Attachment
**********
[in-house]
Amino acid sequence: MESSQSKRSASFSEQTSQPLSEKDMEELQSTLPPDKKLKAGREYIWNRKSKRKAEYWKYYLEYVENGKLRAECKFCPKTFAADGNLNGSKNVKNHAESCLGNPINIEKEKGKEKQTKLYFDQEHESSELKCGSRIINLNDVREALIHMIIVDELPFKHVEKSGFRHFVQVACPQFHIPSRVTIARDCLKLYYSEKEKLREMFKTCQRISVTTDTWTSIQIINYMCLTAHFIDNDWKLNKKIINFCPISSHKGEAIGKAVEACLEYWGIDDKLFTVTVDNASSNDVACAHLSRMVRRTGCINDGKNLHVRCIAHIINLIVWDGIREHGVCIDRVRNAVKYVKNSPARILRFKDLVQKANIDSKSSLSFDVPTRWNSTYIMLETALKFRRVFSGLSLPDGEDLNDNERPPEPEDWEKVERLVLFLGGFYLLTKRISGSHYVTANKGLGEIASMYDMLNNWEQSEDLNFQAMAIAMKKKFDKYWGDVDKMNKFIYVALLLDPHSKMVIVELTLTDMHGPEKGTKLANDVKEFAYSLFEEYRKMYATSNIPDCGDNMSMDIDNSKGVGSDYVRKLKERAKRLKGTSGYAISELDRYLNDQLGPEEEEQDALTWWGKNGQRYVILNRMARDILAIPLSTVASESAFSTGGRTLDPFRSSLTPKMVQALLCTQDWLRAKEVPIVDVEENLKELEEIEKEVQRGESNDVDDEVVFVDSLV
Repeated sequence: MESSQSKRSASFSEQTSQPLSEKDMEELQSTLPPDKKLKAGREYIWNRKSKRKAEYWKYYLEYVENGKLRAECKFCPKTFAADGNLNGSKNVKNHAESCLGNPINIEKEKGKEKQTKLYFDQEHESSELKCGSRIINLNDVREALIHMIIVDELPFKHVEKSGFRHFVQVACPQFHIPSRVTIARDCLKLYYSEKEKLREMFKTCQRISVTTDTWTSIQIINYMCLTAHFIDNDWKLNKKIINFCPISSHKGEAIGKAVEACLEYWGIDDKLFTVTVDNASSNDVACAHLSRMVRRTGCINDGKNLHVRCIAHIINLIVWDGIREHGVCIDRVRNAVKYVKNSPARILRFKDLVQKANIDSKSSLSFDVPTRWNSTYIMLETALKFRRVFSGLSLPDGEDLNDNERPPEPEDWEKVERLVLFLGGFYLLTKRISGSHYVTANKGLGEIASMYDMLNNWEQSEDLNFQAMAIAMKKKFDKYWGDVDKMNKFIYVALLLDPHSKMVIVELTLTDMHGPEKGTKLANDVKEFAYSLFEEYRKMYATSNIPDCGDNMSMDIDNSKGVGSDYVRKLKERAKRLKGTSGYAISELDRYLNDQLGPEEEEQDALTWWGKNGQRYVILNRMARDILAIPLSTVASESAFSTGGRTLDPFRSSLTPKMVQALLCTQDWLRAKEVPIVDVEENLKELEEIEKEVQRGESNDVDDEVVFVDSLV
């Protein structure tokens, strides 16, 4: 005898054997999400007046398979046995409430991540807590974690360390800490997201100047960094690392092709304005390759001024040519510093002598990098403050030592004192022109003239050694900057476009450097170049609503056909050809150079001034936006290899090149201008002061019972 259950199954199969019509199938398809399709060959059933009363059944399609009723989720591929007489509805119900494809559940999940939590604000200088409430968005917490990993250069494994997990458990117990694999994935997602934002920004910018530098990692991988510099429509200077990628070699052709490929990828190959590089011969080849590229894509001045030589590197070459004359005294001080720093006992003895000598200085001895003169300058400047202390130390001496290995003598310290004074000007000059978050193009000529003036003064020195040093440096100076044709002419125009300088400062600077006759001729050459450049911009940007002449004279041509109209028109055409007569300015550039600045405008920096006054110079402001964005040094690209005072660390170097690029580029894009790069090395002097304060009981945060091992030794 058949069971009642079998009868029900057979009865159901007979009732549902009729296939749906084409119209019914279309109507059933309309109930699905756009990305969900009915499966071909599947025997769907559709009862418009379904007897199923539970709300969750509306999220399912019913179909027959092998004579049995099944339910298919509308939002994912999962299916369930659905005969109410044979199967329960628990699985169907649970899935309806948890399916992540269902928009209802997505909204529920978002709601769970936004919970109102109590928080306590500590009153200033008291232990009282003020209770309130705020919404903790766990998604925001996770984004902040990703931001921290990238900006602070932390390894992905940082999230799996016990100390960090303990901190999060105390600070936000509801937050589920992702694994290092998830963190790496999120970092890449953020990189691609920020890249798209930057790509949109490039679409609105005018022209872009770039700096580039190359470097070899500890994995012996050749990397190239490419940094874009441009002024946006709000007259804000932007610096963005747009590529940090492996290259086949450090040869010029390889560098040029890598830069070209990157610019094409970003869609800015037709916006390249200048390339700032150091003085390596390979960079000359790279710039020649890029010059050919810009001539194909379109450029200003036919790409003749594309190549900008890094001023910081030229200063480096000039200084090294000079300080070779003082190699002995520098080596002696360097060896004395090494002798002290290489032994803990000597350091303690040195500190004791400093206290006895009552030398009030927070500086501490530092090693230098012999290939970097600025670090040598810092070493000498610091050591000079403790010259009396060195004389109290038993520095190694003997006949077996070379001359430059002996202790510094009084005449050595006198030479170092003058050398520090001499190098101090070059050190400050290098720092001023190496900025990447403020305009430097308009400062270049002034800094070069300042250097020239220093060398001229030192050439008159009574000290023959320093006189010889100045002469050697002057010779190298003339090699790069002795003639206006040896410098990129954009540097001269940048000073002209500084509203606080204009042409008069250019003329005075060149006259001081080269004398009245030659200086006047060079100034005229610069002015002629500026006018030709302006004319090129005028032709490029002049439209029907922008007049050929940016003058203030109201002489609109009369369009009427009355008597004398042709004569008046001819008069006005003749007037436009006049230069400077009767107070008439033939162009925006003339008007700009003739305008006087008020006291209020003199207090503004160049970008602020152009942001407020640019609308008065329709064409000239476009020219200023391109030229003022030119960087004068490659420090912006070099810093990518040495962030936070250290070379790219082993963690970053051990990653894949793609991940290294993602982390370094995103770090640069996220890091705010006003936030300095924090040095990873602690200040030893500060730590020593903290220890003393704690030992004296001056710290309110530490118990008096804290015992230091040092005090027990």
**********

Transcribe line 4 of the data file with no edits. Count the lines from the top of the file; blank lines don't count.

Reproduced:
């Protein structure tokens, strides 16, 4: 005898054997999400007046398979046995409430991540807590974690360390800490997201100047960094690392092709304005390759001024040519510093002598990098403050030592004192022109003239050694900057476009450097170049609503056909050809150079001034936006290899090149201008002061019972 259950199954199969019509199938398809399709060959059933009363059944399609009723989720591929007489509805119900494809559940999940939590604000200088409430968005917490990993250069494994997990458990117990694999994935997602934002920004910018530098990692991988510099429509200077990628070699052709490929990828190959590089011969080849590229894509001045030589590197070459004359005294001080720093006992003895000598200085001895003169300058400047202390130390001496290995003598310290004074000007000059978050193009000529003036003064020195040093440096100076044709002419125009300088400062600077006759001729050459450049911009940007002449004279041509109209028109055409007569300015550039600045405008920096006054110079402001964005040094690209005072660390170097690029580029894009790069090395002097304060009981945060091992030794 058949069971009642079998009868029900057979009865159901007979009732549902009729296939749906084409119209019914279309109507059933309309109930699905756009990305969900009915499966071909599947025997769907559709009862418009379904007897199923539970709300969750509306999220399912019913179909027959092998004579049995099944339910298919509308939002994912999962299916369930659905005969109410044979199967329960628990699985169907649970899935309806948890399916992540269902928009209802997505909204529920978002709601769970936004919970109102109590928080306590500590009153200033008291232990009282003020209770309130705020919404903790766990998604925001996770984004902040990703931001921290990238900006602070932390390894992905940082999230799996016990100390960090303990901190999060105390600070936000509801937050589920992702694994290092998830963190790496999120970092890449953020990189691609920020890249798209930057790509949109490039679409609105005018022209872009770039700096580039190359470097070899500890994995012996050749990397190239490419940094874009441009002024946006709000007259804000932007610096963005747009590529940090492996290259086949450090040869010029390889560098040029890598830069070209990157610019094409970003869609800015037709916006390249200048390339700032150091003085390596390979960079000359790279710039020649890029010059050919810009001539194909379109450029200003036919790409003749594309190549900008890094001023910081030229200063480096000039200084090294000079300080070779003082190699002995520098080596002696360097060896004395090494002798002290290489032994803990000597350091303690040195500190004791400093206290006895009552030398009030927070500086501490530092090693230098012999290939970097600025670090040598810092070493000498610091050591000079403790010259009396060195004389109290038993520095190694003997006949077996070379001359430059002996202790510094009084005449050595006198030479170092003058050398520090001499190098101090070059050190400050290098720092001023190496900025990447403020305009430097308009400062270049002034800094070069300042250097020239220093060398001229030192050439008159009574000290023959320093006189010889100045002469050697002057010779190298003339090699790069002795003639206006040896410098990129954009540097001269940048000073002209500084509203606080204009042409008069250019003329005075060149006259001081080269004398009245030659200086006047060079100034005229610069002015002629500026006018030709302006004319090129005028032709490029002049439209029907922008007049050929940016003058203030109201002489609109009369369009009427009355008597004398042709004569008046001819008069006005003749007037436009006049230069400077009767107070008439033939162009925006003339008007700009003739305008006087008020006291209020003199207090503004160049970008602020152009942001407020640019609308008065329709064409000239476009020219200023391109030229003022030119960087004068490659420090912006070099810093990518040495962030936070250290070379790219082993963690970053051990990653894949793609991940290294993602982390370094995103770090640069996220890091705010006003936030300095924090040095990873602690200040030893500060730590020593903290220890003393704690030992004296001056710290309110530490118990008096804290015992230091040092005090027990």